Before setting out for Karsimbo I felt the first severe case of fieldworker's frustration. I was tired of being unignored, or scaring kids, of being hailed for doing the least bit of work. And though my reports and dictionaries were proceeding well I realized my speaking/hearing ability was a disappointment to both me and the rest of the village. Partly it was the necessary swing back from total communication and little work to lots of work and little communication. I didn't take my work to Karsimbo and spent more time communicating and doing things I could describe to people in the village that they didn't already know about beforehand. I talked about my solo walk up the mountain to see if I could see Kui. I ended up seeing Salamaua Peninsula and the mountain ranges behind Lae (or at least their clouds) but not Kui because the angle wasn't right. And I didn't get lost (as I had been warned I might). I followed the huge caterpillar swaths [logging roads] and only turned back when the road I was following was overgrown too much and I heard a not unsizeable creature 'break bresh'. I came down the mountain feeling quite invigorated and rehearsing my description of my excursion, finding, a little to my surprise, that I could say about all I wanted to say.
Back at camp my hosts had gone en masse to bring back a pig a guy with us had killed and so I went over to another group who had just finished fighting saksak [pounding sago] and told [them] I had climbed the mountain, not seen Kui but seen Salamaua, heard plenty of hornbills and not got lost, all in Binga N. and in return was offered betelnut, talked about a bit and informed that now I had heard Binga N. finish. It was just the sort of success I needed to bolster my spirits and encourage my teachers.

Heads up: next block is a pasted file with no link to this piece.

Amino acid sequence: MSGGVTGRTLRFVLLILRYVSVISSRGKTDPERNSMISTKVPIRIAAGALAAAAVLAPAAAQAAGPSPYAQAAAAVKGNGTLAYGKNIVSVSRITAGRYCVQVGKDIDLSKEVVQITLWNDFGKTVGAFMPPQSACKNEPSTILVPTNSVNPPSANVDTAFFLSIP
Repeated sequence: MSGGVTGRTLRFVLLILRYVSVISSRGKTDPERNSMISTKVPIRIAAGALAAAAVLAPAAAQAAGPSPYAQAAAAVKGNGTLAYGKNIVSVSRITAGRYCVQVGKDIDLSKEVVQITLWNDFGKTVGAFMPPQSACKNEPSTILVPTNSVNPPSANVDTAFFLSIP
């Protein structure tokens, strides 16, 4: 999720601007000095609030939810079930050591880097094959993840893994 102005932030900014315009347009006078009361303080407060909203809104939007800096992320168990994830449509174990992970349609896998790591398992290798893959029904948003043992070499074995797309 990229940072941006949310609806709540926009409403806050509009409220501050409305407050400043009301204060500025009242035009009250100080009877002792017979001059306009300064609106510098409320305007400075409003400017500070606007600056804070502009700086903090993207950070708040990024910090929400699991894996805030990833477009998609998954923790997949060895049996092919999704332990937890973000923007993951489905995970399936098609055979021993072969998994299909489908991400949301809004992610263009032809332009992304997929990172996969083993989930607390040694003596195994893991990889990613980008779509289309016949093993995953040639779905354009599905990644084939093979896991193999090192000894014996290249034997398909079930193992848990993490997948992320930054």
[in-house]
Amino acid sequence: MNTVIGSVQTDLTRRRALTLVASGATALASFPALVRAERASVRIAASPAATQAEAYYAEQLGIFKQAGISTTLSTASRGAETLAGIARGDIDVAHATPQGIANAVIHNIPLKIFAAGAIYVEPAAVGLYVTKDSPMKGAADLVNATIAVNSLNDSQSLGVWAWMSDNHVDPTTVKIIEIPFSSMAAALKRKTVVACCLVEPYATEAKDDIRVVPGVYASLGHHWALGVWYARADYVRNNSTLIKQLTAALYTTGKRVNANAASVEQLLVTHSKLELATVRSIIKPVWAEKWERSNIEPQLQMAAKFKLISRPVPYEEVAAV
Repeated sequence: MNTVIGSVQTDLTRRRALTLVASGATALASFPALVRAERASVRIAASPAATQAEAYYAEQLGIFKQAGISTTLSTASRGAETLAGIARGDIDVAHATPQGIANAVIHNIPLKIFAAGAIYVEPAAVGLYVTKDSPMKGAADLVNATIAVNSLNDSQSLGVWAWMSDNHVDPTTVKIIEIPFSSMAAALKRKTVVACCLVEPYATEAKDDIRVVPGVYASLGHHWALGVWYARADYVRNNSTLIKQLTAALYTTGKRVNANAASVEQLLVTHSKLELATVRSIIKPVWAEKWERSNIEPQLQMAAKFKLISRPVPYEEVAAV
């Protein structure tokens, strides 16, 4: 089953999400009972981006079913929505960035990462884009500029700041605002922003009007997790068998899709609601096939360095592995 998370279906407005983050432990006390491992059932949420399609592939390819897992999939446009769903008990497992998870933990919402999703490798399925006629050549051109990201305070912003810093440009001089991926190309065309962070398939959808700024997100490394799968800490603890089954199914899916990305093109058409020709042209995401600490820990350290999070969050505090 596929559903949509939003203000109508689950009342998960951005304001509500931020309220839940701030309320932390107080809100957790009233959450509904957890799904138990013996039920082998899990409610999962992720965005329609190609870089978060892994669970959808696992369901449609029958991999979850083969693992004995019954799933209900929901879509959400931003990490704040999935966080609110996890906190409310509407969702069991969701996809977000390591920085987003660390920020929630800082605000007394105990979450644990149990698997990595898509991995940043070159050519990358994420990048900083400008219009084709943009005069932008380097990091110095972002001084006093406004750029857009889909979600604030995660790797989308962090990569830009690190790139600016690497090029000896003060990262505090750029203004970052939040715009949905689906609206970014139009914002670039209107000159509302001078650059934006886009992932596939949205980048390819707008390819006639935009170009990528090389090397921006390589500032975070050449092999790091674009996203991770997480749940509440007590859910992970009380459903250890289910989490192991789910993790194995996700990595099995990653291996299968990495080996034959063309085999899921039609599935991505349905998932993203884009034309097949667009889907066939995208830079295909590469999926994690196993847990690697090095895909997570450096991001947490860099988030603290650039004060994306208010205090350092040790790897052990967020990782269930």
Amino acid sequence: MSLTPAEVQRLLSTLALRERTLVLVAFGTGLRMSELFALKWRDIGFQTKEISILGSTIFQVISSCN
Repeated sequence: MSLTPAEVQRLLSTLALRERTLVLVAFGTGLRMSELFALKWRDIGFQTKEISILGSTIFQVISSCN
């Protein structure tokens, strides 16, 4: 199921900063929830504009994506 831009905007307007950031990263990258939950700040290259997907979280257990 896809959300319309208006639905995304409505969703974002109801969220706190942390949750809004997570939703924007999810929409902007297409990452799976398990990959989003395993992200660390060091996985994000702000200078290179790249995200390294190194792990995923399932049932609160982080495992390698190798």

I came back to Siboma telling stories of the two pigs that guy killed--one with a spear made from a speargun--and of beating kundu [sago], which is not waitman's work.
The last day there they forced me not to help with a third sago palm they were helping someone else do but on the way back I got the big paddle [not the kid's paddle they gave me on the way there] and paddled like a maniac to dispel my lethargy. I sat in the front where I would affect the steering less and just did most of the power stroking while my mama ('father') and awa ('mother') took turns keeping the canoe on course and paddling. Part of the fun of this kind of fieldwork is getting to readolesce all over again as well as play with kids on their level--all for science of course. So my brief dumps down in which I found myself last weekend are dispelled and I've set aside my dictionary work for a while to start talking more. This weekend I'm in good spirits--partly because I'm heading into Lae for a day or two. And when I get back with my new supplies I will be able to go visiting with more grace (i.e. goods) and confidence. And people are beginning to talk to me in B.N. off the bat now after I began to start every communication in B.N. leaving Tok Pisin for the reserves.
I torture the kaunsil with thoughts of the cold beer waiting for me at the other end of my boat ride. I plan to bring back a case, along with a thousand other items.